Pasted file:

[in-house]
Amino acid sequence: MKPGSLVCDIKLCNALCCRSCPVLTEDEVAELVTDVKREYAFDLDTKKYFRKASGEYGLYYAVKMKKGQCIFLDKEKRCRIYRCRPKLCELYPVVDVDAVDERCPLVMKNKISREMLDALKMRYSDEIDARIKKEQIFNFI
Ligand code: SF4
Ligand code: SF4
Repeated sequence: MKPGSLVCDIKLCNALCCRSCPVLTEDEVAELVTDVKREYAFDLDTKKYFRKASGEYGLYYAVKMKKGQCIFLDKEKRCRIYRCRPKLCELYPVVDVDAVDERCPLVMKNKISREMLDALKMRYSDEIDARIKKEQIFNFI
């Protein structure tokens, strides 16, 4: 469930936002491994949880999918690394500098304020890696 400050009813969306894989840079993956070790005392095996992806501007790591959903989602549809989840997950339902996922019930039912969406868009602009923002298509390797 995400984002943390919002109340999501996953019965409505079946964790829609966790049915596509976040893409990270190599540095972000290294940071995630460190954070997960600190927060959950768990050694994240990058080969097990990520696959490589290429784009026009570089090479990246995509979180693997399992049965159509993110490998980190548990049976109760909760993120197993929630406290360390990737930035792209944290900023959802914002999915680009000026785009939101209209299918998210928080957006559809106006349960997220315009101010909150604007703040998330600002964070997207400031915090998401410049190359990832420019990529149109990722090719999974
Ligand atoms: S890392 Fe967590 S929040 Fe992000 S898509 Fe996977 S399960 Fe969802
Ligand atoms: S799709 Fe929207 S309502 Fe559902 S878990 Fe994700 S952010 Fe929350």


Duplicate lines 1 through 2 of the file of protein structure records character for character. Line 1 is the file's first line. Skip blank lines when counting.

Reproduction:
[in-house]
Amino acid sequence: MKPGSLVCDIKLCNALCCRSCPVLTEDEVAELVTDVKREYAFDLDTKKYFRKASGEYGLYYAVKMKKGQCIFLDKEKRCRIYRCRPKLCELYPVVDVDAVDERCPLVMKNKISREMLDALKMRYSDEIDARIKKEQIFNFI